And the king said unto her, “Be not afraid: for what seest thou?”
And the woman said unto Saul, “I see a god coming up out of the earth.”
And he said unto her, “What form is he of?”
And she said, “An old man cometh up; and he is covered with a robe.”
And Saul perceived that it was Samuel, and he bowed with his face to the ground, and did obeisance.
And Samuel said to Saul, “Why hast thou disquieted me, to bring me up?”
And Saul answered, “I am sore distressed; for the Philistines make war against me, and God is departed from me, and answereth me no more, neither by prophets, nor by dreams: therefore I have called thee, that thou mayest make known unto me what I shall do.”
And Samuel said, “Wherefore then dost thou ask of me, seeing the LORD is departed from thee, and is become thine adversary? And the LORD hath done unto thee, as he spake by me: and the LORD hath rent the kingdom out of thy hand, and given it to thy neighbor, even to David. Because thou obeyedst not the voice of the LORD, and didst not execute his fierce wrath upon Amalek, therefore hath the LORD done this thing unto thee this day. Moreover the LORD will deliver Israel also with thee into the hand of the Philistines; and to-morrow shalt thou and thy sons be with me: the LORD will deliver the host of Israel also into the hand of the Philistines (1 Samuel 28:13-19).
I quote this just to show another facet of the text: Samuel is dead and remains dead throughout the narrative. He is never brought back to physical life in any way, shape, or form. As he says in verse 19: the next day, Saul and his sons will be “with him,” and we know from 1 Samuel 31 that Saul and his sons are killed the next day. They are all part of Hades, the spirit world.
The text is rather unambiguous about what happened: Samuel died, Saul wanted to inquire of God regarding the Philistines, God did not answer, Saul turned to the black arts of the medium of En-dor, the medium of En-dor conjured up the spirit of Samuel using her black arts, and Saul learned regarding his condemnation from Samuel. The Chronicler is likewise unambiguous about what this all meant for Saul:
So Saul died for his trespass which he committed against the LORD, because of the word of the LORD, which he kept not; and also for that he asked counsel of one that had a familiar spirit, to inquire thereby, and inquired not of the LORD: therefore he slew him, and turned the kingdom unto David the son of Jesse (1 Chronicles 10:13-14).
Saul is thoroughly condemned for consulting the medium; her sin is accounted to him since he instigated the matter. And notice how the Chronicler makes it clear that Saul did not consult the LORD but the medium: if the LORD is the power behind the medium, how could such a statement stand?
It is true: there are a lot of exegetical acrobatics going on in order to escape what the text says. We should always allow the text to inform our worldview and philosophy, and not allow the prevailing worldviews and philosophies of the world, including the Enlightenment, to color the text (cf. Colossians 2:8).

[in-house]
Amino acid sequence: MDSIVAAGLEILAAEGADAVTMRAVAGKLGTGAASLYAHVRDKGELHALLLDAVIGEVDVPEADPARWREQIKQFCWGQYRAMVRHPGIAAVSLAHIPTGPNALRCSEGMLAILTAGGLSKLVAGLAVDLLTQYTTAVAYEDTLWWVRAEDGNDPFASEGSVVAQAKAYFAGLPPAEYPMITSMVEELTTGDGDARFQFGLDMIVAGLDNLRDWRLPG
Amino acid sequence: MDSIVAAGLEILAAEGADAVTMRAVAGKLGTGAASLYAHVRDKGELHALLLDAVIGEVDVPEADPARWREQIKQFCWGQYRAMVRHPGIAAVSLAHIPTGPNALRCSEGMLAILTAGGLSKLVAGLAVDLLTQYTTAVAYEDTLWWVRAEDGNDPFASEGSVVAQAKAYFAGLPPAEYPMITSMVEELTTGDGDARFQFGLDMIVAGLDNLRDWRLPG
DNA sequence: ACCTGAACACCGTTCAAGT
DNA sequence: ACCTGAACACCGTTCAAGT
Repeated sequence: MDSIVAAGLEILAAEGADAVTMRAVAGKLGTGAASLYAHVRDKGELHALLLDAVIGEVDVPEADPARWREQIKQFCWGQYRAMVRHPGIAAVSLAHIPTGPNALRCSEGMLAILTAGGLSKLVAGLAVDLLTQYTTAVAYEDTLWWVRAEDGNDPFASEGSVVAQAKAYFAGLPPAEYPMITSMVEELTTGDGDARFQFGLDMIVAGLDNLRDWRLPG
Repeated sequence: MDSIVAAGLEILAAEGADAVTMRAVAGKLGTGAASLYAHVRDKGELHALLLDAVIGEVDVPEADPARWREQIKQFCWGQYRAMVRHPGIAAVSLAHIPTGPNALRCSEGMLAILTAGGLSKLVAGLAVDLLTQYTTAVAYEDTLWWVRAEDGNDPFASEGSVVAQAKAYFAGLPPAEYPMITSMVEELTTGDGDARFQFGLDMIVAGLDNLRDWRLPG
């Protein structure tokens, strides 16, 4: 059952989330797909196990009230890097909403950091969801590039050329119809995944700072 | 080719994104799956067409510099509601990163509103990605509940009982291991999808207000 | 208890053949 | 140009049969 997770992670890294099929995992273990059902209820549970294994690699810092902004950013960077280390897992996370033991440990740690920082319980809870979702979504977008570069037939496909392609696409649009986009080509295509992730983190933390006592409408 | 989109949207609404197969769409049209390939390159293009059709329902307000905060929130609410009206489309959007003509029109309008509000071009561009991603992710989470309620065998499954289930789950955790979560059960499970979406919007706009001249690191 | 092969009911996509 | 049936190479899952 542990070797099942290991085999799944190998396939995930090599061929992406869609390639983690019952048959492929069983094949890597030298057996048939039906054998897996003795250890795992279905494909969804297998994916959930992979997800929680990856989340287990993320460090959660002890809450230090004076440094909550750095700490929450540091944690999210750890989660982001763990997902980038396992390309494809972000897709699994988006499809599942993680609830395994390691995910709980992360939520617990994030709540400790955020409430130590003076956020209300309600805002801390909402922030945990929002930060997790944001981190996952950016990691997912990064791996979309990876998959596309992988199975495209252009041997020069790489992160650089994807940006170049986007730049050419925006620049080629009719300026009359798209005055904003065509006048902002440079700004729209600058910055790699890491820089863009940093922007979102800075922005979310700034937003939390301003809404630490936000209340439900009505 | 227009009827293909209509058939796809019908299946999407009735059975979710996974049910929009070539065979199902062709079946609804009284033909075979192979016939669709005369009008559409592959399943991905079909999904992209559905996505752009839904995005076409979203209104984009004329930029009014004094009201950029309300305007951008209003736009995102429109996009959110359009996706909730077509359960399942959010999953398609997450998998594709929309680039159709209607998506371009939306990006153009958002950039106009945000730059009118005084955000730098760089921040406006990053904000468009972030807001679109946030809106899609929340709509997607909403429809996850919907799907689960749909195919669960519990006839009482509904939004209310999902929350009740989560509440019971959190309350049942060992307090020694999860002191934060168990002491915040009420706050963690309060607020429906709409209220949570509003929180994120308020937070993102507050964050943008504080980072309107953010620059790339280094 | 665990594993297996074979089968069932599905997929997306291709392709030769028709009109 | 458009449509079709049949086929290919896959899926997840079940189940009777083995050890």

There are other matters that 1 Samuel 28 brings out. Samuel is a spirit, as we indicated, and always remained that way. And yet he is sentient: he is able to communicate to Saul and is aware not only of Saul’s current condition but also regarding what the LORD intends to do. This would seem to be fairly strong evidence that there are such things as spirits, and who knows? They might manifest themselves at times in the physical dimension as ghosts.
If we believe in the existence of a supernatural God and a spiritual location known as heaven, we ought to at least be open to the possibility of the supernatural being all around us. Yes, the Bible does speak of spiritual locations like heaven as being “above” us and hell and the underworld as being “below” us, but Paul speaks of how in God we live and move and have our being, and that He is “not far” from any of us (cf. Acts 17:27-28). We have gazed deeply into the heavens and dug into the earth and have not found “heaven” or “hell.”
From what the Bible reveals to us, it would seem that the spiritual is something akin to a dimension out of the perception of man yet always around man. Sometimes the physical and spiritual dimensions can both be apparent, as can be perceived with Balaam and his donkey and Elisha with his servant.
And God’s anger was kindled because he went; and the angel of the LORD placed himself in the way for an adversary against him. Now he was riding upon his ass, and his two servants were with him. And the ass saw the angel of the LORD standing in the way, with his sword drawn in his hand; and the ass turned aside out of the way, and went into the field: and Balaam smote the ass, to turn her into the way. Then the angel of the LORD stood in a narrow path between the vineyards, a wall being on this side, and a wall on that side. And the ass saw the angel of the LORD, and she thrust herself unto the wall, and crushed Balaam’s foot against the wall: and he smote her again. And the angel of the LORD went further, and stood in a narrow place, where was no way to turn either to the right hand or to the left. And the ass saw the angel of the LORD, and she lay down under Balaam: and Balaam’s anger was kindled, and he smote the ass with his staff.